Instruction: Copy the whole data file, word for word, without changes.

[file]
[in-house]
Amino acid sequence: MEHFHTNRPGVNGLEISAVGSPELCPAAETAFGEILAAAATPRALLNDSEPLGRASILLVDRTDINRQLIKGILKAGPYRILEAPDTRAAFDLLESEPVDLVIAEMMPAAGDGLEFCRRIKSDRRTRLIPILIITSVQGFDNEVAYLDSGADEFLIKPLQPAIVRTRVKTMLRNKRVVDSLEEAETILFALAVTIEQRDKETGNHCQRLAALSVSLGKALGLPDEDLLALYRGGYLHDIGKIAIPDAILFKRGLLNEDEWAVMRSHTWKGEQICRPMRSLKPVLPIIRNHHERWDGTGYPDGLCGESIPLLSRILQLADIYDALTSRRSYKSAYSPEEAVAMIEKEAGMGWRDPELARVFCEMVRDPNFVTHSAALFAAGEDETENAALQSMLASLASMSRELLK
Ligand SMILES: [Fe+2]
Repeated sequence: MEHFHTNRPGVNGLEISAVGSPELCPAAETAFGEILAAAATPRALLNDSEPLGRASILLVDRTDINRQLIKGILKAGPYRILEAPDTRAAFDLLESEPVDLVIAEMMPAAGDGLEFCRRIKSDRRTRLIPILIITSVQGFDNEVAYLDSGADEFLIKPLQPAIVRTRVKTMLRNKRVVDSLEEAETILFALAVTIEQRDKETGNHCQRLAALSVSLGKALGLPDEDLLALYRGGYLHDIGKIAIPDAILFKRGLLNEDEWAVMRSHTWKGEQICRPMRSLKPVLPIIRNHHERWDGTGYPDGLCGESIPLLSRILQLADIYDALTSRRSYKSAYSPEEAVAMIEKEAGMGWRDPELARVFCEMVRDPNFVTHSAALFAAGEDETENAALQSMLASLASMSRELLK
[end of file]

[in-house]
Amino acid sequence: MEHFHTNRPGVNGLEISAVGSPELCPAAETAFGEILAAAATPRALLNDSEPLGRASILLVDRTDINRQLIKGILKAGPYRILEAPDTRAAFDLLESEPVDLVIAEMMPAAGDGLEFCRRIKSDRRTRLIPILIITSVQGFDNEVAYLDSGADEFLIKPLQPAIVRTRVKTMLRNKRVVDSLEEAETILFALAVTIEQRDKETGNHCQRLAALSVSLGKALGLPDEDLLALYRGGYLHDIGKIAIPDAILFKRGLLNEDEWAVMRSHTWKGEQICRPMRSLKPVLPIIRNHHERWDGTGYPDGLCGESIPLLSRILQLADIYDALTSRRSYKSAYSPEEAVAMIEKEAGMGWRDPELARVFCEMVRDPNFVTHSAALFAAGEDETENAALQSMLASLASMSRELLK
Ligand SMILES: [Fe+2]
Repeated sequence: MEHFHTNRPGVNGLEISAVGSPELCPAAETAFGEILAAAATPRALLNDSEPLGRASILLVDRTDINRQLIKGILKAGPYRILEAPDTRAAFDLLESEPVDLVIAEMMPAAGDGLEFCRRIKSDRRTRLIPILIITSVQGFDNEVAYLDSGADEFLIKPLQPAIVRTRVKTMLRNKRVVDSLEEAETILFALAVTIEQRDKETGNHCQRLAALSVSLGKALGLPDEDLLALYRGGYLHDIGKIAIPDAILFKRGLLNEDEWAVMRSHTWKGEQICRPMRSLKPVLPIIRNHHERWDGTGYPDGLCGESIPLLSRILQLADIYDALTSRRSYKSAYSPEEAVAMIEKEAGMGWRDPELARVFCEMVRDPNFVTHSAALFAAGEDETENAALQSMLASLASMSRELLK